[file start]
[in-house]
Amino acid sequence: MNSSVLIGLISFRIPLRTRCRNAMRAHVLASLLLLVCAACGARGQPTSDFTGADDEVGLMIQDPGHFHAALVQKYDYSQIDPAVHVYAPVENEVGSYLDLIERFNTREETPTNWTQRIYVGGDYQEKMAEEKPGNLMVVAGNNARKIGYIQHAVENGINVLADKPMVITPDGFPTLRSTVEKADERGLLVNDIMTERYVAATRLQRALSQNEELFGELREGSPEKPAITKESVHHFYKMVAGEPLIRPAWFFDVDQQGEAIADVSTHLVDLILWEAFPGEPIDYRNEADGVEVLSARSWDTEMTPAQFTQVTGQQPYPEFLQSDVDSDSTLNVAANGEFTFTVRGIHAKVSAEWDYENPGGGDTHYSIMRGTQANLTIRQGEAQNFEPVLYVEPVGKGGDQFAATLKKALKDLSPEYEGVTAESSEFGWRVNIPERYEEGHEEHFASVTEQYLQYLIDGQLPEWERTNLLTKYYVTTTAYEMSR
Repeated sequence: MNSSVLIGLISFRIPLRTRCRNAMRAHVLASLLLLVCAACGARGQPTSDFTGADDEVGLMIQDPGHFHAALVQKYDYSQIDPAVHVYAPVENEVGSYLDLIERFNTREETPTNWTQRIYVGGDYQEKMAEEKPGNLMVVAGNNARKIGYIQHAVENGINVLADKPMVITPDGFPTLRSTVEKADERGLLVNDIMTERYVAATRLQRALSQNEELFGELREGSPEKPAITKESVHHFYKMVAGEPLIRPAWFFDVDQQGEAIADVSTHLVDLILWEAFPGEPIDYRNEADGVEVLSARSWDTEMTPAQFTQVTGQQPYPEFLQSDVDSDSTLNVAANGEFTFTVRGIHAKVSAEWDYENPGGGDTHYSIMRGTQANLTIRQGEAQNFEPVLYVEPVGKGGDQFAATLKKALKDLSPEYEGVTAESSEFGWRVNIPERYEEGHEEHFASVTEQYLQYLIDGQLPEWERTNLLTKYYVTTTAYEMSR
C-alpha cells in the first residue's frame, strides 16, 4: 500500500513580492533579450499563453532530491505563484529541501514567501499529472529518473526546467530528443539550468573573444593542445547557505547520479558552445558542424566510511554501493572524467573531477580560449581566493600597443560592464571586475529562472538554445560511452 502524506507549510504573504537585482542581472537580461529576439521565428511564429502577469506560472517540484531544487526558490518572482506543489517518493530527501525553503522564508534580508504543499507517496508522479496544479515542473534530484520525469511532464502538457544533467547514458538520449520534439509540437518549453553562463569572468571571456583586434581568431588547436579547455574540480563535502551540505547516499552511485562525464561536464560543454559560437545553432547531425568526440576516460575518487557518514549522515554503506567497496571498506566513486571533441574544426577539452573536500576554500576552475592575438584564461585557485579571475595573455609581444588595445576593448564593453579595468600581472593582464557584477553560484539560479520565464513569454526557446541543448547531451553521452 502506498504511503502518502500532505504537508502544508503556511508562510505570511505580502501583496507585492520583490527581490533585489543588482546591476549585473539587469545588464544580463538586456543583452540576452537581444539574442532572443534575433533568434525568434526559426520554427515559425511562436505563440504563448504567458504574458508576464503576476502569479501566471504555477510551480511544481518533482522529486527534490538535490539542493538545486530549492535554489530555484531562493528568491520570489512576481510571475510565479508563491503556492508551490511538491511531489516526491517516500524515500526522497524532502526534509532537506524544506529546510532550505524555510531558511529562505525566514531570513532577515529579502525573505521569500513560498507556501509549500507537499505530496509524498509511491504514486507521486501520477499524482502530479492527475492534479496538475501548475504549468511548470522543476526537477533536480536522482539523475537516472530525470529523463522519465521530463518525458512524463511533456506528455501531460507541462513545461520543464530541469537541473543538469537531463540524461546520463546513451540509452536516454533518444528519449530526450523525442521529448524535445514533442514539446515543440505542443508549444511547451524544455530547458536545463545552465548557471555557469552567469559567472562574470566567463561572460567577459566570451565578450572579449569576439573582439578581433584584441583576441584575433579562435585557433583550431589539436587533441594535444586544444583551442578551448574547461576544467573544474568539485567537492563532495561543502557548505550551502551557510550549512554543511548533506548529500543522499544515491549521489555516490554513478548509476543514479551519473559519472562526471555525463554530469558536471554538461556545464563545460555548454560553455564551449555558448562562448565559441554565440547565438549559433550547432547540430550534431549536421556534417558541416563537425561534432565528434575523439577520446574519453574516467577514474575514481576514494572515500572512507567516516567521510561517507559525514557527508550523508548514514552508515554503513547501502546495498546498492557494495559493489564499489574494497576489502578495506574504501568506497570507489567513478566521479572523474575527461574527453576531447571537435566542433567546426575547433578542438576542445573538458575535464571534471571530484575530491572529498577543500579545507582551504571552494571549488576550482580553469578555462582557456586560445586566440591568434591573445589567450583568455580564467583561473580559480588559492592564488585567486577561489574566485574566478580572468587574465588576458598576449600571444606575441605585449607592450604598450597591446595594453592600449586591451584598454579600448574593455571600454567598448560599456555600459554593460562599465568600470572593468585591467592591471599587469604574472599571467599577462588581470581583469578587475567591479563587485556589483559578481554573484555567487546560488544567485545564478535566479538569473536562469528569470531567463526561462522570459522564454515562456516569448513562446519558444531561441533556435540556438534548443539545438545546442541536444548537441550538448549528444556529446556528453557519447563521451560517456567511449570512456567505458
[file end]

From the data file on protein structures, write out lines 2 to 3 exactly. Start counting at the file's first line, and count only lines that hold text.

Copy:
Amino acid sequence: MNSSVLIGLISFRIPLRTRCRNAMRAHVLASLLLLVCAACGARGQPTSDFTGADDEVGLMIQDPGHFHAALVQKYDYSQIDPAVHVYAPVENEVGSYLDLIERFNTREETPTNWTQRIYVGGDYQEKMAEEKPGNLMVVAGNNARKIGYIQHAVENGINVLADKPMVITPDGFPTLRSTVEKADERGLLVNDIMTERYVAATRLQRALSQNEELFGELREGSPEKPAITKESVHHFYKMVAGEPLIRPAWFFDVDQQGEAIADVSTHLVDLILWEAFPGEPIDYRNEADGVEVLSARSWDTEMTPAQFTQVTGQQPYPEFLQSDVDSDSTLNVAANGEFTFTVRGIHAKVSAEWDYENPGGGDTHYSIMRGTQANLTIRQGEAQNFEPVLYVEPVGKGGDQFAATLKKALKDLSPEYEGVTAESSEFGWRVNIPERYEEGHEEHFASVTEQYLQYLIDGQLPEWERTNLLTKYYVTTTAYEMSR
Repeated sequence: MNSSVLIGLISFRIPLRTRCRNAMRAHVLASLLLLVCAACGARGQPTSDFTGADDEVGLMIQDPGHFHAALVQKYDYSQIDPAVHVYAPVENEVGSYLDLIERFNTREETPTNWTQRIYVGGDYQEKMAEEKPGNLMVVAGNNARKIGYIQHAVENGINVLADKPMVITPDGFPTLRSTVEKADERGLLVNDIMTERYVAATRLQRALSQNEELFGELREGSPEKPAITKESVHHFYKMVAGEPLIRPAWFFDVDQQGEAIADVSTHLVDLILWEAFPGEPIDYRNEADGVEVLSARSWDTEMTPAQFTQVTGQQPYPEFLQSDVDSDSTLNVAANGEFTFTVRGIHAKVSAEWDYENPGGGDTHYSIMRGTQANLTIRQGEAQNFEPVLYVEPVGKGGDQFAATLKKALKDLSPEYEGVTAESSEFGWRVNIPERYEEGHEEHFASVTEQYLQYLIDGQLPEWERTNLLTKYYVTTTAYEMSR